Winter has arrived which is the perfect time to snuggle in with our furred friends. Unfortunately Winter can lead to a few health problems in our pets, the most significant of which is arthritis. Arthritis is often insidious in its nature and can creep up on pet owners without making itself apparent. Once a pet is placed on treatment for arthritis many owners report a huge improvement in their pet's demeanour and activity levels. Comments such as "I didn't realise how much pain he was in" are common. Our pets are stoic and uncomplaining making it all too easy for us to attribute changes in behaviour to getting old when in fact they are suffering from a very treatable disease.
Well, for what signs should we be on the look out?
Changes can be subtle such as rising from bed later in the day and unwillingness or hesitancy when jumping to and from furniture on which the pet would normally sit. You may notice a pet appearing to have a stiff gait when first rising or after a period of exercise, a pet may be less interested in play and interact less with the owners.
At more advanced stages we can see obvious pain on rising, limping, or reluctance to move.
What can we do about it?
The single most effective treatment is also the least expensive with no negative side-effects and many positive ones; that is maintaining a lean body condition.
Protecting your pet from cold weather particularly where they sleep greatly reduces the clinical signs of arthritis.
Supplements are also worth while to consider, these can be in the form of a complete prescription diet such as Royal Canin mobility or Hills j/d, or as supplement to add to another food such as Joint Guard powder or chews.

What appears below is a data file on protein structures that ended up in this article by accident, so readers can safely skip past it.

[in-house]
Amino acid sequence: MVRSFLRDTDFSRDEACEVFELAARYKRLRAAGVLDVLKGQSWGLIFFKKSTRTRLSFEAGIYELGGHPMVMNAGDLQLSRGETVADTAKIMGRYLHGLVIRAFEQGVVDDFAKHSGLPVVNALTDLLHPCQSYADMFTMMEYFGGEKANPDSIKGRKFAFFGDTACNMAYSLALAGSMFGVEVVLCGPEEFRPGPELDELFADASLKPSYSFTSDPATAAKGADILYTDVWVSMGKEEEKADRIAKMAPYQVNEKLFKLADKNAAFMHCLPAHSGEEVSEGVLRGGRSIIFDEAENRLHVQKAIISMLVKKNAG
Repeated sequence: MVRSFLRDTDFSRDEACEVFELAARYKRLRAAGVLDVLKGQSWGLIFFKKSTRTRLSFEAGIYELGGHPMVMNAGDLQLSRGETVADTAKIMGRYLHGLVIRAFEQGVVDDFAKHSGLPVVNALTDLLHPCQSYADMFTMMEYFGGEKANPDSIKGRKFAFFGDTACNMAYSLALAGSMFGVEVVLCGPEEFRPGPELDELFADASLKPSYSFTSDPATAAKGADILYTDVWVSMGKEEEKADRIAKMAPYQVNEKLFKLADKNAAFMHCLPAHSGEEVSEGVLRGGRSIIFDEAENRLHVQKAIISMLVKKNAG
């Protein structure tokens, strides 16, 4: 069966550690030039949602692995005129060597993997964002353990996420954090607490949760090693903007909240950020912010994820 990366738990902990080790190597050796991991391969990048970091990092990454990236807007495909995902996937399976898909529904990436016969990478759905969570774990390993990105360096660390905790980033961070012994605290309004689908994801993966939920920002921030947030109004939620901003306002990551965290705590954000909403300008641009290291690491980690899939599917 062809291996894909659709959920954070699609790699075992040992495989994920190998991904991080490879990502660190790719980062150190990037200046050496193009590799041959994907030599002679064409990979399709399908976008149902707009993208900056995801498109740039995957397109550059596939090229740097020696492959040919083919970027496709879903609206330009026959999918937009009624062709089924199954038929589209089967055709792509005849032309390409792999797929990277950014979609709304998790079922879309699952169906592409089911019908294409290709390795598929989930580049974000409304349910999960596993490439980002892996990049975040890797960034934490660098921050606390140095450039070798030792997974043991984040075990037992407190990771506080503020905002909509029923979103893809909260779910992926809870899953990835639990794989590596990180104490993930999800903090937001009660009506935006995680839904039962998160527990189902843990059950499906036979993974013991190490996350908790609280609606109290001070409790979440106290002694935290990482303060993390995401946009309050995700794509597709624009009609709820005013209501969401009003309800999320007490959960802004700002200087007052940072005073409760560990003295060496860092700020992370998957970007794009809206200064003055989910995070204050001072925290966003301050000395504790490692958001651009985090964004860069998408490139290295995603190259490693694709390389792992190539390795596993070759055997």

Your veterinarian may also suggest a course of injections for arthritis treatment. At B.A.H. we use the product Synovan which is very safe in our older pets and works by promoting blood flow to the joints, improving the quality of the joint fluid and by providing nutrients necessary for cartilage health. The initial course comprises 4 injections given weekly. After this a single booster injection is given as needed depending on the individual pet but no greater than 6 months from the previous injection.
If necessary non-steroidal anti-inflammatories may be prescribed. Your vet may recommend intermittent or daily use depending on the pet's condition. These medications are in general very safe but can have serious side effects if not monitored. Ideally pets should have a blood test every six months. If your pet is on anti-inflammatories and develops vomiting, diarrhoea, dark or black faeces you should stop giving the medication and contact your veterinarian.
In more advanced cases of arthritis your veterinarian may add in a range of further pain management drugs which would be tailored to the individual pet's condition.
It can be difficult for us to see gradual changes in our pets so if you think your pet might have arthritis please visit your veterinarian who can thoroughly examine your pet and discuss any concerns.
B.A.H. in partnership with CEVA Animal Health have a special offer helping you combat arthritis on two fronts. New pets starting a synovan course receive a free bag of joint guard chews. To take advantage of this offer please book your pet in for an arthritis assessment at Bendigo Animal Hospital this month.
Remember the single most effective arthritis treatment is to keep your pet in a healthy lean condition. So enjoy your snuggle on the couch but keep up the exercise or reduce the food to match their energy expenditure.